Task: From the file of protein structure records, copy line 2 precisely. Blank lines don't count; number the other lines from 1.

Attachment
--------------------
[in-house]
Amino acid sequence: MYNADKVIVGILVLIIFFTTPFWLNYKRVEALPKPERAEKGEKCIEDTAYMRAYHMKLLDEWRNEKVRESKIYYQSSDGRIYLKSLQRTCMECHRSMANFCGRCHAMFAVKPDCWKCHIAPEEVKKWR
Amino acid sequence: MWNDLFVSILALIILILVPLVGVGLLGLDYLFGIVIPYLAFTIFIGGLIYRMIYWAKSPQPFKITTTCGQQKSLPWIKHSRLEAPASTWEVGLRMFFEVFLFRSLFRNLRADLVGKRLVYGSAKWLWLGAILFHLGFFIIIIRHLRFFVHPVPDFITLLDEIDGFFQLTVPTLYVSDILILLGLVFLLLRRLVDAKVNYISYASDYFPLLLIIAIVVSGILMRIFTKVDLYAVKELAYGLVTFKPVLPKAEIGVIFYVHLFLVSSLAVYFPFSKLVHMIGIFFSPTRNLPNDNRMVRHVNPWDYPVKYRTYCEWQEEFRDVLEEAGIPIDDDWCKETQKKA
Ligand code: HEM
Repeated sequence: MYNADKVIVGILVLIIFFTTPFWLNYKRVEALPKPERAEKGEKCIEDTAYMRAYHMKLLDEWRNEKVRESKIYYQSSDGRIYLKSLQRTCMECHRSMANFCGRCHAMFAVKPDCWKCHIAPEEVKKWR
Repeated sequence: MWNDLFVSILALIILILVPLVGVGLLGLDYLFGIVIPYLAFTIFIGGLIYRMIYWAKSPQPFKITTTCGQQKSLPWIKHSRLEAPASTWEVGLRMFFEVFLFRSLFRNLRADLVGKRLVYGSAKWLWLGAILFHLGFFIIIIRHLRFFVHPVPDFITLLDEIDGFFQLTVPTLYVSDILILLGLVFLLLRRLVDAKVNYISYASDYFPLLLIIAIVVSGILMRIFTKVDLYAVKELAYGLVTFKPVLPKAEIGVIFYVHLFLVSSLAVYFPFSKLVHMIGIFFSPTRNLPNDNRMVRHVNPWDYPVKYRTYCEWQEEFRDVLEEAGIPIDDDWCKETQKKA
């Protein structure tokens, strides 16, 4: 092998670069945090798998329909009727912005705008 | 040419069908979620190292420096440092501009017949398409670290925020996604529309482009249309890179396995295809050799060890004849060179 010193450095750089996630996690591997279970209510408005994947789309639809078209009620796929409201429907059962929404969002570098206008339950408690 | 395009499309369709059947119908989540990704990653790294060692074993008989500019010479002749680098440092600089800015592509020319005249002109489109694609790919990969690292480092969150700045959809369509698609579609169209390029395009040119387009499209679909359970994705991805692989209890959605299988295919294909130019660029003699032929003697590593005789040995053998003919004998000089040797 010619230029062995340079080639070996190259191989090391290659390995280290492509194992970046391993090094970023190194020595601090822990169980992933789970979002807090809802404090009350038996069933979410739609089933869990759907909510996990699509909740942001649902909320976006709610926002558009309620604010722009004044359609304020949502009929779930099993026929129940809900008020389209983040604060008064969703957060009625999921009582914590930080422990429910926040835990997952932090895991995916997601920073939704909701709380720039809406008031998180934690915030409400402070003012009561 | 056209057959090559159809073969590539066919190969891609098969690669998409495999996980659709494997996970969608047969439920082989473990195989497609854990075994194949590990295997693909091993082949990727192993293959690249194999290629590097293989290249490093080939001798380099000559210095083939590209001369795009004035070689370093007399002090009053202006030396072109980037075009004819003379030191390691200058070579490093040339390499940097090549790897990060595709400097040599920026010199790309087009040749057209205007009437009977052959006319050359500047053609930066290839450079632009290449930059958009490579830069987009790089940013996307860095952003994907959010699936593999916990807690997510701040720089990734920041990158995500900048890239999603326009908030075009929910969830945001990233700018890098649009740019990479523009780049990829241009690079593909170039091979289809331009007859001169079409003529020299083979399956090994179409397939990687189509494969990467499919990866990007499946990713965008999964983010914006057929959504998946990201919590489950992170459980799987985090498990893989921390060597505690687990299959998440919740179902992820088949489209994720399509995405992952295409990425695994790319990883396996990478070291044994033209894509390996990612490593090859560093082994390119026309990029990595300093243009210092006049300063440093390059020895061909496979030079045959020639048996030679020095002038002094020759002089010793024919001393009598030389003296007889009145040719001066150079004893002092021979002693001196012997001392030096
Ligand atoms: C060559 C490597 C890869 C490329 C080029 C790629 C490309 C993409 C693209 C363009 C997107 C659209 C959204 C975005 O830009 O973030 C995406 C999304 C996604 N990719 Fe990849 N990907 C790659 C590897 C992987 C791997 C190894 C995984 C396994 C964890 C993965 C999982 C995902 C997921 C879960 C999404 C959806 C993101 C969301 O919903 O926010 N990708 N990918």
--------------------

Amino acid sequence: MYNADKVIVGILVLIIFFTTPFWLNYKRVEALPKPERAEKGEKCIEDTAYMRAYHMKLLDEWRNEKVRESKIYYQSSDGRIYLKSLQRTCMECHRSMANFCGRCHAMFAVKPDCWKCHIAPEEVKKWR